Although most shoulder holsters suspend their weapon near the mid-chest, the size of Harry’s massive .44 Magnum necessitates it being worn closer to the hip. A traditional hip holster – worn cavalry-style a la Wild Bill Hickok – would have the same effect, but it would cause some very intense sagging on Harry’s belt as the 6″-barreled Smith & Wesson Model 29 weighs nearly three pounds.
Harry usually wears a watch during his adventures, but he appears to have forgone it for Magnum Force.
Harry has a clear preference for sport jackets and blazers, wearing them for his everyday work and only saving suits for special occasions. Off-duty, he tends to wear very cop-like windbreakers with polos and trousers.
Harry wears the same shirt and trousers with a dark brown blazer earlier in the film during the failed grocery store holdup.
Go Big or Go Home
Although he earned much of his reputation from his shooting, Harry also shows a proficiency behind the wheel. It may not be Car Week just yet, but I’d like to look at some of the classic Fords that Harry drives during the film.
Harry’s SFPD duty car is a brown, unmarked 1972 Ford Galaxie 500. The Galaxie 500 was the mid-range sedan for Ford, a slightly upscale version of the dark brown ’71 Ford Custom 500 that Burt Reynolds drove in White Lightning.
Harry’s Galaxie 500 has a V8 engine – likely the most common 351 cubic inch engine – paired with Ford’s SelectShift automatic transmission. It is fitted with California license plates 650 MTW.
Harry’s personal car is an electric blue 1972 Ford LTD 2-door convertible with a white soft top roof. I wouldn’t suspect that a guy like Harry would drive a convertible, but he does have a sporty side. If the Custom was Ford’s base model and the Galaxie was mid-range, the LTD was the top luxury model of Ford’s line. Like the Galaxie sedan, Harry’s LTD likely has a 351 cubic inch V8 engine and the SelectShift automatic transmission. It’s worth noting that 1972 was the final year for the LTD convertible as many manufacturers began phasing out convertibles during the mid-’70s.
Harry also knows his way around a motorcycle, zipping around on a Triumph T 100 Tiger 500cc presumably taken from a downed motorcycle cop during the final scenes. The bulk of the film featured the patrolmen on 1972 Moto Guzzi Eldorado V7 850 Police Special bikes, but Eastwood found the Triumph to be more maneuverable.
How to Get the Look
With the exception of the tie, Harry’s outfit is predominantly brown – a serious color for a serious man. Brown was especially popular in the ’70s and reflects Harry’s direct sartorial backlash against the psychedelic color palette preferred by the hippie culture of the ’60s.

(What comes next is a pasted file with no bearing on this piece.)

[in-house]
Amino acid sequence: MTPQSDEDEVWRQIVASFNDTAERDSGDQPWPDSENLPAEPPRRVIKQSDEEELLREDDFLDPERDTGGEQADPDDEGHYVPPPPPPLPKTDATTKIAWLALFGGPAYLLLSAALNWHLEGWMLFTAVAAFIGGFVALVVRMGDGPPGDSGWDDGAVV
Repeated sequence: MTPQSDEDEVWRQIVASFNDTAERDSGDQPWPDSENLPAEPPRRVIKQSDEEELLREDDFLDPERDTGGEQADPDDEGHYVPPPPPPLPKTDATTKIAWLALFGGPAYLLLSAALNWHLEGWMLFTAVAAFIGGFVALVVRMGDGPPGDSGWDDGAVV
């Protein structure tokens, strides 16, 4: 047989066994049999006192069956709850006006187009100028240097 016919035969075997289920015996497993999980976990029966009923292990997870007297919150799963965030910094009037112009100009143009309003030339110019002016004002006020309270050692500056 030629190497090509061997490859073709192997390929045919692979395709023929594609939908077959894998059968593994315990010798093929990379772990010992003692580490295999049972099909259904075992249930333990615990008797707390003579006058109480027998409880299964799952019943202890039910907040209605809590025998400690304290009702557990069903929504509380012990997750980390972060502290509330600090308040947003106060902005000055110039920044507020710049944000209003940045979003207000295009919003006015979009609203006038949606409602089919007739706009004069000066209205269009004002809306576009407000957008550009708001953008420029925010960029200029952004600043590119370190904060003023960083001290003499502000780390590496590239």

- Brown herringbone wool single-breasted sportcoat with large notch lapels, 3-leather knot button front, flapped hip pockets, 2-leather knot button cuffs, and long single vent
- Mink flat front trousers with belt loops, slanted side pockets, button-through jetted rear pockets, and plain-hemmed bottoms
- Taupe cotton shirt with large spread collar, placket-less front, squared breast pocket, rounded button cuffs
- Maroon silk necktie with repeating gold-and-blue capsule design
- Dark brown leather belt with dulled brass clasp
- Dark brown leather bluchers with black laces and black leather soles
- Dark brown ribbed socks
- Light brown leather shoulder holster (RHD) for a Smith & Wesson Model 29 revolver
Does anyone really not know what type of gun Harry carried? Right up there with James Bond’s Walther PPK, Harry Callahan’s Smith & Wesson Model 29 is one of the few guns that even non-enthusiasts know by heart. Harry’s Model 29 is blued with a 6.5″ barrel and rosewood grips. Although it gained much notoriety as a “.44 Magnum”, Harry actually implies that he uses .44 Special loads instead when he tells the motorcycle cops:
It’s a light Special. This size gun it gives you better control and less recoil than a .357 Magnum with waductters.
While it might be slightly more practical to carry a .44 Special than a .44 Magnum in a heavily urban environment like San Francisco, the film’s aficionado writer John Milius explained in the 2008 DVD release that the line was misinterpreted and actually meant that Harry used a specially prepared lighter Magnum load, perhaps even reloaded by Harry himself.
Magnum Force includes the first instance of Harry losing his Model 29. After he hands it over to the crooked Lieutenant Briggs, Harry is unable to retrieve the Model 29 from Briggs’ car, and it is likely destroyed when the car explodes.
Do Yourself a Favor and…
Buy the Dirty Harry collection. Keep an eye out for Clint’s stunt double too.
A man’s got to know his limitations.